The 1800s, especially the first three quarters of it, was a period of notable invention and experiment, building on the gains from the first phase of Improvement that began a century earlier. Mixtures of crops, of grass and of crops and grass together are repeatedly referenced in the various books and manuals published throughout the period.
Several of these mixtures are examined here, as possible pointers and templates for modern attempts to re-diversify agriculture. The main sources are those published by the Lawsons, seed merchants based in Edinburgh, notably their Agrostographia [1, 2], which appeared in various forms from 1833 to 1877. For example –
- barley-sainfoin (cereal-legume) mixture, the barley sown as a ‘nurse’, sainfoin drilled at right angles to the barley (a line intercrop?)
- barley-oat-weld, the first two harvested after the first season, the weld yielding the next year.
- within-species field bean varietal mixtures.
- legume-legume, for example, field bean and vetch/tare.
- barley, oat or any corn sown with grass as a nurse to protect the more valuable grass-legume sward.
As in other articles on this web site about our cool-climate mixtures, all crops were sown as seed mixes rather than line or row intercrops (with the possible exception of barley-sainfoin).
Barley-sainfoin gridded at drilling
When considering which dicot forages to recommend, Agrostographia suggested that sainfoin Onobrychis sativa could be grown in several parts of Scotland, though it was primarily grown in more southern climates. It likes a ‘dry’ and well drained soil, and was also recommended as an addition to their perennial pasture mix on calcareous soil.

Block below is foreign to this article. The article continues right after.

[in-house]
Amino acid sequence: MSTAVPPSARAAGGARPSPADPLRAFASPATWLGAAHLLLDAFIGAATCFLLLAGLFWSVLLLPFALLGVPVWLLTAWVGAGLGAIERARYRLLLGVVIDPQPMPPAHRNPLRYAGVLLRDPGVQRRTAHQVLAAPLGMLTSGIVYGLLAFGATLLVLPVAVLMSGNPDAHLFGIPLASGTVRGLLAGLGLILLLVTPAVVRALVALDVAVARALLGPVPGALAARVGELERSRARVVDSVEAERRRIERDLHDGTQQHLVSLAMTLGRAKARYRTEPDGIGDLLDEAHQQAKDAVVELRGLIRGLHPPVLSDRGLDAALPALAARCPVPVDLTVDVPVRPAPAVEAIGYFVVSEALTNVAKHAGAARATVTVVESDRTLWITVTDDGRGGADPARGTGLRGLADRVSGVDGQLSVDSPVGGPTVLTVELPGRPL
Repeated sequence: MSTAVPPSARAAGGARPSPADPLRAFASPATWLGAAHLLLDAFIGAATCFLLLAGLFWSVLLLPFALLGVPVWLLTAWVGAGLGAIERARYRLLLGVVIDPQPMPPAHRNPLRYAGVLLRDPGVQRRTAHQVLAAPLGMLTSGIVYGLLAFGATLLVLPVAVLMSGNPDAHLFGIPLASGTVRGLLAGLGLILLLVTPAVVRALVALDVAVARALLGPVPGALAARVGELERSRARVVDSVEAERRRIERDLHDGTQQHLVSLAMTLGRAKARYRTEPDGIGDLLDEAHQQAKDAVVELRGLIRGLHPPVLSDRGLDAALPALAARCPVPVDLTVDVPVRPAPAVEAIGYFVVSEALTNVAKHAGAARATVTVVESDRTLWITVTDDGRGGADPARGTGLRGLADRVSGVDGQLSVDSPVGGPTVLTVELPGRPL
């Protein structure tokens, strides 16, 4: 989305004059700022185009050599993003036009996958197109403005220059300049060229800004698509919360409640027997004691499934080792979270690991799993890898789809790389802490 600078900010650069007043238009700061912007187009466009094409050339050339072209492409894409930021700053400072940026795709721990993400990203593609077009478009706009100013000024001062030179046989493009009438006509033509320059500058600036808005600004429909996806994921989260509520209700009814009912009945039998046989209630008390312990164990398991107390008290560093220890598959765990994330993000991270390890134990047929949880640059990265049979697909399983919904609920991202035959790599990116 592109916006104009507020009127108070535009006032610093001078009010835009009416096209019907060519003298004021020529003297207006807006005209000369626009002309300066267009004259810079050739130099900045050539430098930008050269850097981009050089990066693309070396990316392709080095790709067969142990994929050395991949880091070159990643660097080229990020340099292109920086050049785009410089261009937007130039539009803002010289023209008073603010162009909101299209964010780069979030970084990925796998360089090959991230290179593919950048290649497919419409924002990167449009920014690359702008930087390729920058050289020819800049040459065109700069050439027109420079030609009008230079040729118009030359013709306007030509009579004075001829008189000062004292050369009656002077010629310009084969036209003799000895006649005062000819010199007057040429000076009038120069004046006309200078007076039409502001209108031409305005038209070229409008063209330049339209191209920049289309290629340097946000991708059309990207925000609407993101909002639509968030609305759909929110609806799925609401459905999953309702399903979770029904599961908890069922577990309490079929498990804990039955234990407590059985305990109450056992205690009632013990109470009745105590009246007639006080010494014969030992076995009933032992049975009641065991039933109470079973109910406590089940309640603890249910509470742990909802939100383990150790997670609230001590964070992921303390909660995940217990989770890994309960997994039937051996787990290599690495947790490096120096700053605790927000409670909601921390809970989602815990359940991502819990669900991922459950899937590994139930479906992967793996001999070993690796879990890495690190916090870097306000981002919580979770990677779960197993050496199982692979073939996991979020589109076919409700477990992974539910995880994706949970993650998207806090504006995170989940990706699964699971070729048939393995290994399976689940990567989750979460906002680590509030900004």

As a sole forage, it sometimes suffered in the first year. Therefore to aid establishment, the Lawsons pointed out the practice of sowing a nurse crop, such as barley, first. Then in those situations where that crop was drilled, the sanfoin was drilled at right angles to it, in effect forming a grid, rows of sainfoin crossing rows of barley. The barley was harvested in the first year, as cereal grain or forage crop, leaving the sainfoin to over-winter as a small plant, then extend and flower the next year. It would have been cut one or more times in the summer of the second year, after which it became a perennial forage.
This practice presumably prevented the second drilling (that of the sainfoin) from interfering too much with the first. It might have created an interesting pattern if the drills were reasonably wide apart.
Unlike many mixed crops, the aim of this one was to encourage the legume to establish. Barley would have been sown at a smaller seed weight per acre than when sown for a sole crop, so as to form enough cover to protect the sainfoin without completely denying it light and nutrients. It is unclear whether any particular advantage came to the barley, since it would grow much faster than sainfoin in the first year. No information is available from that time on nodulation in the legume and whether it released any fixed nitrogen when the barley needed it. In recent experience, sainfoin grows luxuriantly at 58N, withstanding the mild maritime winters without any obvious setback .
Field bean variety mixtures
In their Agriculturists’ Manual (1836) and the later Synopsis (1852), the Lawsons’ list varieties of Vicia faba of which the main one grown at that time was named Common Scottish or Horse Bean. They write: “Beans enter the rotation of cropping in the early districts of Scotland, and are very successfully cultivated on all strong soils, forming an excellent preparation for wheat. The straw or haulm forms nutritious food for horses during the winter and spring months.”